Every parent of a son should read The Wonder of Boys

Being a parent of a son and a daughter, I’m regularly amazed at the differences in how my children develop and view the world. Those experiences, along with some recent articles discussing the relative merits of masculinity and femininity in our culture, have gotten me digging into the topic of boys.

I’m only a couple chapters into listening to Michael Gurian’s The Wonder of Boys (2006), and I am already blown away. The bulk of what I’ve heard so far addresses the unique, inalienable, and inextricable ways in which males (especially boys) process information, emotions, and the world around us. As a parent (and a man), I find it fascinating, useful, informative, and compelling.

One passage that has especially stood out so far was the following excerpt from his introduction, wherein Gurian attempts to dispel some modern myths about boys — among them, that boys lead privileged lives:

In‑depth research shows that girls and boys each have their own equally painful sufferings. To say girls have it worse than boys is to put on blinders. What we say in this book about the difficulties boys face is not to detract from the privations girls suffer. Yet we cannot be helpful to boys if we do not notice the following facts: Parents talk to, cuddle, and breast‑feed their boy infants significantly less than their girl infants. Male infants also suffer a 25 percent higher mortality rate than female infants; boys are twice as likely as girls to suffer from autism, six times as likely to be diagnosed with hyperkinesis, and more likely to suffer birth defects. The majority of schizophrenics are boys. The majority of retarded children are boys; emotionally disturbed boys outnumber girls 4 to 1. Learning‑disabled boys outnumber girls 2 to 1; boys are twice as likely as girls to be the victims of physical abuse. Twice as many boys as girls are injured and die from physical abuse at the hands of parents and caregivers; by age nine, most boys have learned to repress all primary feelings except anger. For many boys, rage becomes the principle conduit for repressed pain, fear, sadness, and grief. For others, suicide is the response to repression. Boys are four times as likely as girls to commit suicide; even when rape and incest are figured into the statistics, boys are: three times as likely as girls to be victims of violence. Today, an African‑American boy in an urban area is more likely to die of a gunshot wound than was an African‑American male who served in the Vietnam war; of the millions of “boys” who went to Vietnam, 59,000 were killed. During that war millions of those boys became “men.” Over 60,000 of these veterans have committed suicide since the war, more than died in the war itself. Many more have become alcohol‑ and drug‑addicted. These boys grew into emotionally powerless men…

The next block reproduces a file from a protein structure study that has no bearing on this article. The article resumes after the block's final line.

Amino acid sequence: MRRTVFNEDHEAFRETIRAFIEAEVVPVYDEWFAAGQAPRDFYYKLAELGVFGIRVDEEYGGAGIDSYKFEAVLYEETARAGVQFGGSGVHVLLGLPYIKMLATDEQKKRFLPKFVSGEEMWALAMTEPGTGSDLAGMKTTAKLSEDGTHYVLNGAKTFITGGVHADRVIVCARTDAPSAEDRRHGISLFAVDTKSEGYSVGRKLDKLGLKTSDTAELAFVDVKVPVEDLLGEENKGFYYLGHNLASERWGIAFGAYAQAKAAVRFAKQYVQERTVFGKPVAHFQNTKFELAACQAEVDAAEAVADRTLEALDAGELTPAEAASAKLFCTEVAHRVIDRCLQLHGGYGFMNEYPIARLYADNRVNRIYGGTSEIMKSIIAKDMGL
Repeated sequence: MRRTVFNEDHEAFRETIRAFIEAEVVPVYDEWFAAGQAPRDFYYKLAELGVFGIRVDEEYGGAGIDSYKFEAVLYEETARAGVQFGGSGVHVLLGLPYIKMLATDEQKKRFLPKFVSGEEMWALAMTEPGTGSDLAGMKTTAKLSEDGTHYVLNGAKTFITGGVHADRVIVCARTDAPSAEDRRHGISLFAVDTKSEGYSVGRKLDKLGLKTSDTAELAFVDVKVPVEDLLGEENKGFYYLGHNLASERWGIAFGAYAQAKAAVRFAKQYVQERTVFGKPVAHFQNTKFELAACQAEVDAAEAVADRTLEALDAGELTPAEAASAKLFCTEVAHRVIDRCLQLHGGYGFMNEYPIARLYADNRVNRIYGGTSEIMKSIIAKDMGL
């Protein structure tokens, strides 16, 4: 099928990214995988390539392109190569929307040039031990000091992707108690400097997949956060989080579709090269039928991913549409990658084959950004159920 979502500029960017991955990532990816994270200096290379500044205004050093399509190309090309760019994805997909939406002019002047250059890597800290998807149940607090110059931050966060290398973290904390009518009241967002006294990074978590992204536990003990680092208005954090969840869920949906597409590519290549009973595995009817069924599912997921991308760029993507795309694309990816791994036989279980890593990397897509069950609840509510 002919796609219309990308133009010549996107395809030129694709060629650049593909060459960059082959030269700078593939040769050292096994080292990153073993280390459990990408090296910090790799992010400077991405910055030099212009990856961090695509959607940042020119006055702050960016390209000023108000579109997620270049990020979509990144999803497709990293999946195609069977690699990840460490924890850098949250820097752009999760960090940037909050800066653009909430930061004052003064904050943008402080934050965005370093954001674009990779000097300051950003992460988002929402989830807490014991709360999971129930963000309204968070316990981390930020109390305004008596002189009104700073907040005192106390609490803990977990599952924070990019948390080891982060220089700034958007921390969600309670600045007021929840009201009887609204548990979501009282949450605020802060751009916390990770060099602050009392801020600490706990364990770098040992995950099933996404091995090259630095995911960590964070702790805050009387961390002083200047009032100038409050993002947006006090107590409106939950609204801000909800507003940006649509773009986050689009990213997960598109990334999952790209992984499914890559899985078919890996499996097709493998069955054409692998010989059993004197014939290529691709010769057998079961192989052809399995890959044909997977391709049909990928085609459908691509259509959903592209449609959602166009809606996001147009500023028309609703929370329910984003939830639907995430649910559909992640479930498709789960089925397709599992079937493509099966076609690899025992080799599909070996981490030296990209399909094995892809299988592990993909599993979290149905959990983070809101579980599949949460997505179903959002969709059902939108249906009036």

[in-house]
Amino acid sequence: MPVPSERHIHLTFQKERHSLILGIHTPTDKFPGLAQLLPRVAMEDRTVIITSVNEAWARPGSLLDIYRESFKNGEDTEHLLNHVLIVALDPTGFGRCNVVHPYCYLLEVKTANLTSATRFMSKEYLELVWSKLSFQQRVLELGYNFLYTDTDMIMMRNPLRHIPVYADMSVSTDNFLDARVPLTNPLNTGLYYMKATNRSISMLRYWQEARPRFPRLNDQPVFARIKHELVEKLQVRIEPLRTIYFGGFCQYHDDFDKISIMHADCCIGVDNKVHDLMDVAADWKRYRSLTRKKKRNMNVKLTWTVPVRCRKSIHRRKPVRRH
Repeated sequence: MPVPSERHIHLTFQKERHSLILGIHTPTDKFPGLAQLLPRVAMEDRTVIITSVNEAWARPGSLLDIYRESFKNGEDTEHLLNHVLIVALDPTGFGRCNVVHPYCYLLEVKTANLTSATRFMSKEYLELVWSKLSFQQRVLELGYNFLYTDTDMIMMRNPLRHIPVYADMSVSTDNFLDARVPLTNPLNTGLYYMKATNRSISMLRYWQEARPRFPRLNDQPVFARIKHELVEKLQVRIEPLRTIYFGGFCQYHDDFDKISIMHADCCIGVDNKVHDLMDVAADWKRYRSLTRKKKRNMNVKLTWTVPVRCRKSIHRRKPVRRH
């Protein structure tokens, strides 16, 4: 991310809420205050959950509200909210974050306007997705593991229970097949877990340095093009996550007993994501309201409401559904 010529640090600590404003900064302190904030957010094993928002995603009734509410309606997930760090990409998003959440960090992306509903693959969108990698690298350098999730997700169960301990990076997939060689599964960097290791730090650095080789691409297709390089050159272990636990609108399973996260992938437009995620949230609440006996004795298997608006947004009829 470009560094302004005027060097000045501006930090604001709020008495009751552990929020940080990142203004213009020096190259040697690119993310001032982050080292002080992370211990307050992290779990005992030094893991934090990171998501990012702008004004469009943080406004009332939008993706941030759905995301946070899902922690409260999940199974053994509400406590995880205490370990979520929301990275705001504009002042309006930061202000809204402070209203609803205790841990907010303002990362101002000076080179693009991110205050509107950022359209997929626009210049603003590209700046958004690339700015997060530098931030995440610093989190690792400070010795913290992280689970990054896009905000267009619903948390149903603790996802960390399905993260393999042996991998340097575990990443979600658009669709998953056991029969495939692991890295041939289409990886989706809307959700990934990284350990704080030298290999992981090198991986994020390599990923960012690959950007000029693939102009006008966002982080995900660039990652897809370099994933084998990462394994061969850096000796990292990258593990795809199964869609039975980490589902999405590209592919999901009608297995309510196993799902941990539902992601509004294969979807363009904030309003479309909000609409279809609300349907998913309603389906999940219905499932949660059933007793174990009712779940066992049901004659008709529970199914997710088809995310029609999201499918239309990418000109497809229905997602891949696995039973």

If we care for our boys, our social progress depends on debunking the superficial stereotypes in which boys lead “more privileged lives.” A more accurate picture is one with two children in it, a boy and a girl. Where she has privilege‑more nurtured feelings, personal protection, a longer lifespan‑he does not. Where he has privilege‑more physical power, more and various job opportunities‑she does not.

For the last few decades our cultural microscope has focused on the oppression of girls and women. That focus has led us to many gains in public consciousness, national policy, and private life. Now the lens must focus on boys too. For every boy who feels powerful at home or in his neighborhood there is another boy who feels lost. For every football star there are far more male drug addicts, teenage alcoholics, high school dropouts, and juvenile delinquents. Boys are in pain.

That’s a big problem. And Gurian goes on to share so many solutions. I’ll share some when I finish. In the meantime, download it and start listening.

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